The 529 Upside

The benefits of using a 529 plan to save for college

The 529 Plan — named after the section of the Internal Revenue Code that lays out the parameters for how these plans work — is a tax-efficient way to save for one of the biggest expenses of your life: College for your kids. Yet, according to a report from Sallie Mae, fewer people are using 529s as part of their funding strategy. The company found that in 2016, 17 percent of families used 529s to pay for some or all of college expenses. That number decreased to just 13 percent last year. Part of the reason for the decline could be a lack of understanding, so to help clear some things up, here’s the 411 on 529s.

  • You can invest as much or as little as you want. On one hand, if you want to put a giant amount of money into a 529 plan, you can (there is a limit on tax deductibility). If you want to invest a tiny amount, you can. Many states allow for low investment minimums, often as small as $25. And if you use the money for education-related expenses, it can be withdrawn tax-free.
  • It can be transferred. Let’s say you set up a 529 for one kid, who suddenly decides to bypass college altogether. You may be disappointed — but the good news is that you can transfer the 529 to another, younger sibling (or member of the family) who has their eyes set on college.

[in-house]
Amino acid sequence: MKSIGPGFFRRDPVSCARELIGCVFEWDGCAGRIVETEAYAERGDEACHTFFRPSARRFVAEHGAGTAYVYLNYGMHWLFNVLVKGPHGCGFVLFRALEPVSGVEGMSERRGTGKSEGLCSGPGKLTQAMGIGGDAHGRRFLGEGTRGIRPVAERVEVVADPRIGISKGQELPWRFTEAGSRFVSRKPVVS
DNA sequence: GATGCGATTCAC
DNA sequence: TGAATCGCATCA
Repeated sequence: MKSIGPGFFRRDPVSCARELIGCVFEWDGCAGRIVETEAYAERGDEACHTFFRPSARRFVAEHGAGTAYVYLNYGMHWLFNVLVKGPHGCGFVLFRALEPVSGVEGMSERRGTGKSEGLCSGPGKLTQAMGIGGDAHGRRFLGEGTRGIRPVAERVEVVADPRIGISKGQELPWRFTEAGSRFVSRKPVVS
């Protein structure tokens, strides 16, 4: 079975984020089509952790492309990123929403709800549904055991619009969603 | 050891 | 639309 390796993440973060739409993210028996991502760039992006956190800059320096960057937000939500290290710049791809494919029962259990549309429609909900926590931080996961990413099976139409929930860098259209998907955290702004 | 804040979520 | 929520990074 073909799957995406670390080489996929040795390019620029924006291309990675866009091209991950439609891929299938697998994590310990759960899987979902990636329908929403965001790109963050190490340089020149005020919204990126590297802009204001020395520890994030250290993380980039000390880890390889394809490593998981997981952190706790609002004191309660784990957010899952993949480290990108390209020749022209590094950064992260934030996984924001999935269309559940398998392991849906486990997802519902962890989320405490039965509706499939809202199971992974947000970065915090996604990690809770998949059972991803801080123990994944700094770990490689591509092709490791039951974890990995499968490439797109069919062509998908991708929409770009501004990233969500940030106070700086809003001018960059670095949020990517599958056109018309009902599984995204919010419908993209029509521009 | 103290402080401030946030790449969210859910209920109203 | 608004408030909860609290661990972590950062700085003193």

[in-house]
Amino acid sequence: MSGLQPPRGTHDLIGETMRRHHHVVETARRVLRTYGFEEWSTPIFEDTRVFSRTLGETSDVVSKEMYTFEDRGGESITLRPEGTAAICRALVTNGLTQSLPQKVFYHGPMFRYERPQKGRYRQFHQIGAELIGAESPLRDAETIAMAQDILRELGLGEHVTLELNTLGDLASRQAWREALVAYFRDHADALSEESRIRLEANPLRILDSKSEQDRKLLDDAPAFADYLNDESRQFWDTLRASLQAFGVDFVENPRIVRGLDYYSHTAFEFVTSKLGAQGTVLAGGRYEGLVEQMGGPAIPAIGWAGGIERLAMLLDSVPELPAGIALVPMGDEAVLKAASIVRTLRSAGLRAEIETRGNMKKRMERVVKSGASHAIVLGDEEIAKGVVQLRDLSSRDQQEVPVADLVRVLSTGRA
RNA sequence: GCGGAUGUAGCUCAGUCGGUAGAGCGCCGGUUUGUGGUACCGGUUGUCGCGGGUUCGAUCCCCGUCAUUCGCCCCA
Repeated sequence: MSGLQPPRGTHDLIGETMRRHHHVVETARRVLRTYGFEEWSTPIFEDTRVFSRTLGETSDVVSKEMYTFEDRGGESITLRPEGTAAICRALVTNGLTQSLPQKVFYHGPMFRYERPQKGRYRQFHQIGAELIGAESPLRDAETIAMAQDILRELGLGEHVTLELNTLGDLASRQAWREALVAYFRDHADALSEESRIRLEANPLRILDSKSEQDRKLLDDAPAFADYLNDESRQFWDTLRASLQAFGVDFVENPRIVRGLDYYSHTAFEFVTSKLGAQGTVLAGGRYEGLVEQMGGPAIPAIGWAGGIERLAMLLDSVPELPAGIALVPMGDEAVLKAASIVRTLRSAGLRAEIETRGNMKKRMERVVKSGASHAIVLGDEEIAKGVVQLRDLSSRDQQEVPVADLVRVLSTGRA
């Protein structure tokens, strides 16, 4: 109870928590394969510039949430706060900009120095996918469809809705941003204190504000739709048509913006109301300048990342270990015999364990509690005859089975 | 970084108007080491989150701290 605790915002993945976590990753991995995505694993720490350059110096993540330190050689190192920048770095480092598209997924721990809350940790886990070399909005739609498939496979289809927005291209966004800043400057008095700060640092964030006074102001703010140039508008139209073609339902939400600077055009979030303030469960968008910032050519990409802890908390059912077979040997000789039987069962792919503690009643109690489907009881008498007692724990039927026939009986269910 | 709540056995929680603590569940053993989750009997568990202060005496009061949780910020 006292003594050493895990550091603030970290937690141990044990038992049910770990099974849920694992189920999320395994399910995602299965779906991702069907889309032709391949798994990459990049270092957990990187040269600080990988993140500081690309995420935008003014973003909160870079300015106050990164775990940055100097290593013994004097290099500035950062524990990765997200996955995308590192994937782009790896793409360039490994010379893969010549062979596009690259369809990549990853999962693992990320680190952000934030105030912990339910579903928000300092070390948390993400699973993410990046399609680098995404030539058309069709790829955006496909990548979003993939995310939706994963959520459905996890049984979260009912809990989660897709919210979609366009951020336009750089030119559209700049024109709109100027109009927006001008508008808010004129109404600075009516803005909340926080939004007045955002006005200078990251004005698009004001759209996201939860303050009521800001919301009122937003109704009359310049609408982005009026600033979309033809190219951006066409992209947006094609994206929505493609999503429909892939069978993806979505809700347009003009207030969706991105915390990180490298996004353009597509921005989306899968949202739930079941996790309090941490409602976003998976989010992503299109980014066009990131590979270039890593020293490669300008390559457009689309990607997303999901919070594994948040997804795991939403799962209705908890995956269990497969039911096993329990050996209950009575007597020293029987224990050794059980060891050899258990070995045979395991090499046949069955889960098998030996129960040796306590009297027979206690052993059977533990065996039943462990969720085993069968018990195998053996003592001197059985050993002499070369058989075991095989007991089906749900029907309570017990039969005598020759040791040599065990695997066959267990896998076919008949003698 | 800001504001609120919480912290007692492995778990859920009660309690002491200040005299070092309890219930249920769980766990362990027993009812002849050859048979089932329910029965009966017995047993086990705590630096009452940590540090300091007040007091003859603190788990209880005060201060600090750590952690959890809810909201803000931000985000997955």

• It won’t necessarily hurt their financial aid opportunities. If your kid needs to apply for financial aid, it’s best to not have a lot of assets in their name. However, money in a parental 529 is counted as assets of the parent, which aren’t weighed as heavily as other assets. To figure out how much of a 529 plan would be counted, try an online financial aid calculator. (Note: This is not true of grandparent owned plans. If you have other relatives opening 529s for your kids, you may not want to use them until the later years of college.)
  • You don’t need to be the parent. Pretty much anyone can set up a 529 plan to help someone save for college. You don’t have to be related at all. Keep in mind that the person who opens it retains all control of it, including who receives the money and how it is invested.
  • Chris O'Shea

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